Bee enthusiast upset over hive's removal
City officials say insects were relocated unharmed
One Mountain View resident is upset that a beehive was removed from a tree on the 700 block of Independence Avenue.
The bees were removed from a hollow portion of the tree by a company that specializes in relocating hives and swarms of the honey-producing insects, as well as wasps and hornets, according to Bruce Hurlburt, parks and open space manager for the city.
"The bees are not killed," Hurlburt said. The company, Bee Friendly, uses a special vacuum and trained handlers to gather up the bees, pieces of constructed hive and the queen bee. The colony is relocated, either to a beekeeper or to an open space outside the city, where the bees pretty much get right back to what they were doing before.
"We're not out trying to hurt bees," he continued. "The only time we call a service is when it's an issue in a park or a street."
One woman who lives very near the former hive said she was glad that the hive was gone.
Monta Loma neighborhood resident Janet Kenney, who lives further away, sees things differently. "The city may think that they were doing something good, but I think that with colony collapse and everything that's going on right now, it's a travesty," Kenney said.
Kenney first emailed the Voice when she discovered that the hive had been covered by "tar, wire mesh and silicon sealer." She presumed that a neighbor had simply covered the hive with the bees still inside — an incredibly inhumane thing to do, by her estimation. Even after hearing that the city had contracted with Bee Friendly and that the queen was reportedly removed unharmed she was still upset. "I'm really disappointed that the city of Mountain View would do that."
Al Edrisi, regional manager of the Northern California division of Bee Friendly Bee Removal, said he would be equally upset if he learned that someone had killed a hive of bees. However, he continued, that's not the case here.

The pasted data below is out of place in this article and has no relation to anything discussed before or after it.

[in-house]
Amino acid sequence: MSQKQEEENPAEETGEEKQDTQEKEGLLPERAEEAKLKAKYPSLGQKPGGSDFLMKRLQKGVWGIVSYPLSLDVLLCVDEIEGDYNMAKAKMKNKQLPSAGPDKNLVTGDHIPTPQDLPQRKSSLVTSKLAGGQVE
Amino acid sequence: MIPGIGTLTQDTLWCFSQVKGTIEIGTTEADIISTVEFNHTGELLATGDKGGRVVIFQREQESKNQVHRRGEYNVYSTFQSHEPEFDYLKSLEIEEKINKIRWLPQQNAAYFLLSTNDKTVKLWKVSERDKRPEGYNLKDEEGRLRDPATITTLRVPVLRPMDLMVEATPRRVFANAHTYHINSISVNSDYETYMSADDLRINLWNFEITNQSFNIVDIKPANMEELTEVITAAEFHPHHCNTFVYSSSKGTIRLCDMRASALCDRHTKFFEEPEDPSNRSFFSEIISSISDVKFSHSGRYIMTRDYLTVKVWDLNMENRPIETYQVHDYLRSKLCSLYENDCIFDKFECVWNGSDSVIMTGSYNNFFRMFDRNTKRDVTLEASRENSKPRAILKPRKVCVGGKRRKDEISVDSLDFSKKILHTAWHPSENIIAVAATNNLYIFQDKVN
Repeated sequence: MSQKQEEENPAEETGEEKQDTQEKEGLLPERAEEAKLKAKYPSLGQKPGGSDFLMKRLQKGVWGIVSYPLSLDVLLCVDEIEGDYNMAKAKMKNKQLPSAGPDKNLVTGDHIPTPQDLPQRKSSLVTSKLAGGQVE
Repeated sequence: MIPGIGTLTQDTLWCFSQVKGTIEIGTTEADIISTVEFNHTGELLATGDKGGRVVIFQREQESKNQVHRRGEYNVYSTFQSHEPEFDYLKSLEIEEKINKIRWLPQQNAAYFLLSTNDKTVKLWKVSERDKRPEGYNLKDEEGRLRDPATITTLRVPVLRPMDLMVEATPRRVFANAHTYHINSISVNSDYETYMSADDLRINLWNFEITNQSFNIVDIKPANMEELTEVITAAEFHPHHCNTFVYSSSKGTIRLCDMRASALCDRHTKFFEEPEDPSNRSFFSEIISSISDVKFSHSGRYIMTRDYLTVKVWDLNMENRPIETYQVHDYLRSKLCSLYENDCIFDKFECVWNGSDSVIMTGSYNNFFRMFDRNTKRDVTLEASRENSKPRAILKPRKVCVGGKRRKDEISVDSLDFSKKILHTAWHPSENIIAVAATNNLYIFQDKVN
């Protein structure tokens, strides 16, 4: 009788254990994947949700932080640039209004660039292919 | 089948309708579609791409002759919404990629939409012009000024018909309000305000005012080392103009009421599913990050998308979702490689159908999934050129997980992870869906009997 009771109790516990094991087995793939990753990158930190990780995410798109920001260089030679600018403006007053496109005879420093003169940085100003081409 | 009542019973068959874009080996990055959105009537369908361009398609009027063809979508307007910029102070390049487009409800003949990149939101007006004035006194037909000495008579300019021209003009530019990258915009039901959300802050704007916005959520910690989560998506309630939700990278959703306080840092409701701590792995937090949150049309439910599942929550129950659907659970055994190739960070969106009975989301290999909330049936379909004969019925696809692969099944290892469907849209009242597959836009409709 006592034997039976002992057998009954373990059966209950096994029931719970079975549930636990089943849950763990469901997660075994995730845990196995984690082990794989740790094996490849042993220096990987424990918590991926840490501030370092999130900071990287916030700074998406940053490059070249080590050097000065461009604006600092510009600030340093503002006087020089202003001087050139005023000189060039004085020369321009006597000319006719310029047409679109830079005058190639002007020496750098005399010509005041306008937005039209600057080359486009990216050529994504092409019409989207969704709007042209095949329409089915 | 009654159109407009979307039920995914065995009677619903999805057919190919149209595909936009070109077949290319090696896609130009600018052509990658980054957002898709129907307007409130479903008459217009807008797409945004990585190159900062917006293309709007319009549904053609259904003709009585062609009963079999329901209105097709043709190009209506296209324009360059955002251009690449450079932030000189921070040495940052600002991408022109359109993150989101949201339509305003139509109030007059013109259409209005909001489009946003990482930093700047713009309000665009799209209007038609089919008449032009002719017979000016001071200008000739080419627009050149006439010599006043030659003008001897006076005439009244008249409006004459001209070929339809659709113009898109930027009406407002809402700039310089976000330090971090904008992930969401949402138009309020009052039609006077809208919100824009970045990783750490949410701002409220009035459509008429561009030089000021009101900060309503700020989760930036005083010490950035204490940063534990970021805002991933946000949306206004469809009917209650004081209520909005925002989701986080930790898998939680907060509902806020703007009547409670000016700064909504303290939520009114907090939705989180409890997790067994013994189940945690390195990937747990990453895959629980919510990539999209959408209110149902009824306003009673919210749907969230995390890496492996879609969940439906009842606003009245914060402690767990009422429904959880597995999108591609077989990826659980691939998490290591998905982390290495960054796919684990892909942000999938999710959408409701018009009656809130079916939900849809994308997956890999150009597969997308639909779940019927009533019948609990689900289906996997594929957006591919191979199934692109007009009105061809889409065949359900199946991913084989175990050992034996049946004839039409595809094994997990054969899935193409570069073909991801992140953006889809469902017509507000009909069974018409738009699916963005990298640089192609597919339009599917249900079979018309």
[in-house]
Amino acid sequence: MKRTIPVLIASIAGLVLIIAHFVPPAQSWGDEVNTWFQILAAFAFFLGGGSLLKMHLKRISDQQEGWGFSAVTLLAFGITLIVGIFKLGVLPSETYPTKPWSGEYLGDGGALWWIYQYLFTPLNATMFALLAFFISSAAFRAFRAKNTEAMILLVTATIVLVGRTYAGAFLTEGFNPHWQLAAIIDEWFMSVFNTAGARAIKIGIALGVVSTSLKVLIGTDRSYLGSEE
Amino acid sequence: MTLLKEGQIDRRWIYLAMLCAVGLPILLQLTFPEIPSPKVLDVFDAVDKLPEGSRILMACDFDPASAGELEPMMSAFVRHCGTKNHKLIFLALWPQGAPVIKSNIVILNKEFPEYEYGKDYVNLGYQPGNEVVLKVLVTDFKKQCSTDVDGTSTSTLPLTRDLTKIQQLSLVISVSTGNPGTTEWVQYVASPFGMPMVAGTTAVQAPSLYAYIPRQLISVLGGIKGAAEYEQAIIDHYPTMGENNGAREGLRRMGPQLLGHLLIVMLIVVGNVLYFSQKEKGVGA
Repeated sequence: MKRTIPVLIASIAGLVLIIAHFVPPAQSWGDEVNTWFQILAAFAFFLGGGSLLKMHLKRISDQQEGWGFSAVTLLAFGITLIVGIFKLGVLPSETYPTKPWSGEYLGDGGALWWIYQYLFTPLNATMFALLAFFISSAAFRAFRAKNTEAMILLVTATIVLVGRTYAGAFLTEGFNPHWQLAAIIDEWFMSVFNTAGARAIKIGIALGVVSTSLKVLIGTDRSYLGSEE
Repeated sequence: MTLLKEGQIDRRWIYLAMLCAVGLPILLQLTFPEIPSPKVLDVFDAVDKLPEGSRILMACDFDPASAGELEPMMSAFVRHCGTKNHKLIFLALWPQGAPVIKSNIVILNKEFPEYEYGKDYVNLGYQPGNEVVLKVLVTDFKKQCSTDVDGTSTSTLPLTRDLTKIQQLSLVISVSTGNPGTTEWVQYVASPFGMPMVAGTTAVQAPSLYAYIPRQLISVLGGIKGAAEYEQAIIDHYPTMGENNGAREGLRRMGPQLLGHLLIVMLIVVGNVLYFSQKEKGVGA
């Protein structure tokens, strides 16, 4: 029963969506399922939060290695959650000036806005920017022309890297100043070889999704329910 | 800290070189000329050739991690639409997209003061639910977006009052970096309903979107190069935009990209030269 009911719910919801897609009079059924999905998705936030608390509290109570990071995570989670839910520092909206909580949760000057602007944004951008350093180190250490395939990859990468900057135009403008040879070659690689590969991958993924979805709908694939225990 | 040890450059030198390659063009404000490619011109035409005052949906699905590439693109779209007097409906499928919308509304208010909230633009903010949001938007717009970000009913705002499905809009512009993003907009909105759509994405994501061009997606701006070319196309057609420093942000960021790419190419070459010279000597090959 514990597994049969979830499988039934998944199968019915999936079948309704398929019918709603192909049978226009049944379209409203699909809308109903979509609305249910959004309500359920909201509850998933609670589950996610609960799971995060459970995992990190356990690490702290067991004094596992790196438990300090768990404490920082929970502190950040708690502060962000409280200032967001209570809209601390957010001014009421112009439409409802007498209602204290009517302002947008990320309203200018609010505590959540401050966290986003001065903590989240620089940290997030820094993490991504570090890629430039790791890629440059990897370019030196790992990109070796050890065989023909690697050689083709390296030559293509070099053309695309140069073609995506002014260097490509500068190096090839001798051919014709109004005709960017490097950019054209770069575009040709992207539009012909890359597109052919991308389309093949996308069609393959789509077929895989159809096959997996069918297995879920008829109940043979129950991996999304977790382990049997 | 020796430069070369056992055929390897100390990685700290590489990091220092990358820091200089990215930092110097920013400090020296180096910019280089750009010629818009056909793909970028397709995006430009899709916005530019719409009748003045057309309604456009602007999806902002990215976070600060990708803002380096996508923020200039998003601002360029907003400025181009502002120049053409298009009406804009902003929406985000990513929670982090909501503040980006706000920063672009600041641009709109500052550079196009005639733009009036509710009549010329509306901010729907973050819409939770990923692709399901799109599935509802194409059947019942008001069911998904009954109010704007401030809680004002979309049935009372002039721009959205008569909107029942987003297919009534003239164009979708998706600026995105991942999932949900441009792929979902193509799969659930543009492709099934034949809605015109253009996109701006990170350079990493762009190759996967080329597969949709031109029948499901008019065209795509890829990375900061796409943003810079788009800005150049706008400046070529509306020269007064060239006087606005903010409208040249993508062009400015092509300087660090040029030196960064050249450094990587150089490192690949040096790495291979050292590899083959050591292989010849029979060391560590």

Bee Friendly, Edrisi noted, does not even offer a bee extermination service. It will only do bee relocation. He said it was "unfortunate" that many companies will kill bees — and even wasps and hornets — instead of working with a company like Bee Friendly, to get hives and swarms removed humanely.
"You would think that most companies would do live removals. But it seems that most companies, unfortunately, end up killing them. It's quite mind-blowing," he said.
Both Edrisi and and Kenney said a big part of their concern for bees is that the fuzzy insects are responsible for the majority of pollination on the planet. "Without the existence of bees, scientists say, the earth could only survive another two or three years," Edrisi said. "Over a third of our food source comes from bees."
Kenney said she would have preferred it if the city had approached the situation differently. When she called to ask about the hive, she said she was told the bees were removed so that the tree where they had built their hive could be trimmed without the workers being stung. If that's the case, Kenney said, the city simply could have temporarily covered up the hive while trimming.
Hurlburt said the hive was removed because the bees were crossing a sidewalk frequently and posed a threat to passersby who could be allergic. If that were not the case, he said, the city would have not called Bee Friendly.
Kenney isn't buying it. She said that she has a beehive in her backyard and that it has never been a problem for her children or pets. "I just think that it was an overreaction on someone's part."